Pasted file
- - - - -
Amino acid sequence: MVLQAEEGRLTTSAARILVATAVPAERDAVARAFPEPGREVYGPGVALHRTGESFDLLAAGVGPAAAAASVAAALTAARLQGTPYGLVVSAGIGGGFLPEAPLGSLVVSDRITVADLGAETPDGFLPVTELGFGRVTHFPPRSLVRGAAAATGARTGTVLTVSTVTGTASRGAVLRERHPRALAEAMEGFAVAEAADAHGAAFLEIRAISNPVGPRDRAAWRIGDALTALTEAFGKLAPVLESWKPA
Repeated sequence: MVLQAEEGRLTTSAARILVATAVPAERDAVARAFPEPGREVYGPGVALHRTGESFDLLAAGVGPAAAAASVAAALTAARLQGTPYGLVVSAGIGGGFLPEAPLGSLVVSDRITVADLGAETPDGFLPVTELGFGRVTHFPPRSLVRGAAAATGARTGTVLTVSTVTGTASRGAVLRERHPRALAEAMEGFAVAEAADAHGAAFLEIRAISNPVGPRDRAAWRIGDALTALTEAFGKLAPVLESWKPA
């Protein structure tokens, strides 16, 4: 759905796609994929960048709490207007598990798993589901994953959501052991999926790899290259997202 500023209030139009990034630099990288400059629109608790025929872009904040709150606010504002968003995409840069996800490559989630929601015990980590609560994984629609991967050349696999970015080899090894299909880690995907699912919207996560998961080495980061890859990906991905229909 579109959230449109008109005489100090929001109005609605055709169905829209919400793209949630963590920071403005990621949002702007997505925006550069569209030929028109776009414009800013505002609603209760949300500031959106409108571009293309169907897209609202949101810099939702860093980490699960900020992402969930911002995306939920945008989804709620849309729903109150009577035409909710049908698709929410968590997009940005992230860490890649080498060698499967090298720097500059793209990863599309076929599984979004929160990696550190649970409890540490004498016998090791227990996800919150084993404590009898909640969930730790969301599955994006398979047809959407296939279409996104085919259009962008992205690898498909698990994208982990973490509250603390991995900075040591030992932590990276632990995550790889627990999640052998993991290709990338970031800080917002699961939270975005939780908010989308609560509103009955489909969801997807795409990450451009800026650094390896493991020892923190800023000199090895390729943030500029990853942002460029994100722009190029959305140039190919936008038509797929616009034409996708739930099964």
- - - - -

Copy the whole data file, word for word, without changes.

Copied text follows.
Amino acid sequence: MVLQAEEGRLTTSAARILVATAVPAERDAVARAFPEPGREVYGPGVALHRTGESFDLLAAGVGPAAAAASVAAALTAARLQGTPYGLVVSAGIGGGFLPEAPLGSLVVSDRITVADLGAETPDGFLPVTELGFGRVTHFPPRSLVRGAAAATGARTGTVLTVSTVTGTASRGAVLRERHPRALAEAMEGFAVAEAADAHGAAFLEIRAISNPVGPRDRAAWRIGDALTALTEAFGKLAPVLESWKPA
Repeated sequence: MVLQAEEGRLTTSAARILVATAVPAERDAVARAFPEPGREVYGPGVALHRTGESFDLLAAGVGPAAAAASVAAALTAARLQGTPYGLVVSAGIGGGFLPEAPLGSLVVSDRITVADLGAETPDGFLPVTELGFGRVTHFPPRSLVRGAAAATGARTGTVLTVSTVTGTASRGAVLRERHPRALAEAMEGFAVAEAADAHGAAFLEIRAISNPVGPRDRAAWRIGDALTALTEAFGKLAPVLESWKPA
């Protein structure tokens, strides 16, 4: 759905796609994929960048709490207007598990798993589901994953959501052991999926790899290259997202 500023209030139009990034630099990288400059629109608790025929872009904040709150606010504002968003995409840069996800490559989630929601015990980590609560994984629609991967050349696999970015080899090894299909880690995907699912919207996560998961080495980061890859990906991905229909 579109959230449109008109005489100090929001109005609605055709169905829209919400793209949630963590920071403005990621949002702007997505925006550069569209030929028109776009414009800013505002609603209760949300500031959106409108571009293309169907897209609202949101810099939702860093980490699960900020992402969930911002995306939920945008989804709620849309729903109150009577035409909710049908698709929410968590997009940005992230860490890649080498060698499967090298720097500059793209990863599309076929599984979004929160990696550190649970409890540490004498016998090791227990996800919150084993404590009898909640969930730790969301599955994006398979047809959407296939279409996104085919259009962008992205690898498909698990994208982990973490509250603390991995900075040591030992932590990276632990995550790889627990999640052998993991290709990338970031800080917002699961939270975005939780908010989308609560509103009955489909969801997807795409990450451009800026650094390896493991020892923190800023000199090895390729943030500029990853942002460029994100722009190029959305140039190919936008038509797929616009034409996708739930099964």